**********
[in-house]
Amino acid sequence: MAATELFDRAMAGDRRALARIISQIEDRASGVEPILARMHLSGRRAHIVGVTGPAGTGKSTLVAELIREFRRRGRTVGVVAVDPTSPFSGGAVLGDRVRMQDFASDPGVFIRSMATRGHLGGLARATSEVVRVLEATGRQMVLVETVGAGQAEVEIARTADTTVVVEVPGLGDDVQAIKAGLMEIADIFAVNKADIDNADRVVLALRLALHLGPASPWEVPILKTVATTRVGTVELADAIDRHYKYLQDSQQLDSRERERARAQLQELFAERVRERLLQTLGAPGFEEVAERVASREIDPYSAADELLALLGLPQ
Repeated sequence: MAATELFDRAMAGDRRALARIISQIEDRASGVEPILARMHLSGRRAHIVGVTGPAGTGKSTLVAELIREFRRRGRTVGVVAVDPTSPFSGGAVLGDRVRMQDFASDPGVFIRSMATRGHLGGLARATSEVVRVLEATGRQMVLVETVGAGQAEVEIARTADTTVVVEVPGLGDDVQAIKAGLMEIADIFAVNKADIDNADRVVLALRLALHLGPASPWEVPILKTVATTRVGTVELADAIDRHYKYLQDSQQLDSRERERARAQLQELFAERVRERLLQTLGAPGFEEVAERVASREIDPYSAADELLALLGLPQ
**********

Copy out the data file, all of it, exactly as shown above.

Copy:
[in-house]
Amino acid sequence: MAATELFDRAMAGDRRALARIISQIEDRASGVEPILARMHLSGRRAHIVGVTGPAGTGKSTLVAELIREFRRRGRTVGVVAVDPTSPFSGGAVLGDRVRMQDFASDPGVFIRSMATRGHLGGLARATSEVVRVLEATGRQMVLVETVGAGQAEVEIARTADTTVVVEVPGLGDDVQAIKAGLMEIADIFAVNKADIDNADRVVLALRLALHLGPASPWEVPILKTVATTRVGTVELADAIDRHYKYLQDSQQLDSRERERARAQLQELFAERVRERLLQTLGAPGFEEVAERVASREIDPYSAADELLALLGLPQ
Repeated sequence: MAATELFDRAMAGDRRALARIISQIEDRASGVEPILARMHLSGRRAHIVGVTGPAGTGKSTLVAELIREFRRRGRTVGVVAVDPTSPFSGGAVLGDRVRMQDFASDPGVFIRSMATRGHLGGLARATSEVVRVLEATGRQMVLVETVGAGQAEVEIARTADTTVVVEVPGLGDDVQAIKAGLMEIADIFAVNKADIDNADRVVLALRLALHLGPASPWEVPILKTVATTRVGTVELADAIDRHYKYLQDSQQLDSRERERARAQLQELFAERVRERLLQTLGAPGFEEVAERVASREIDPYSAADELLALLGLPQ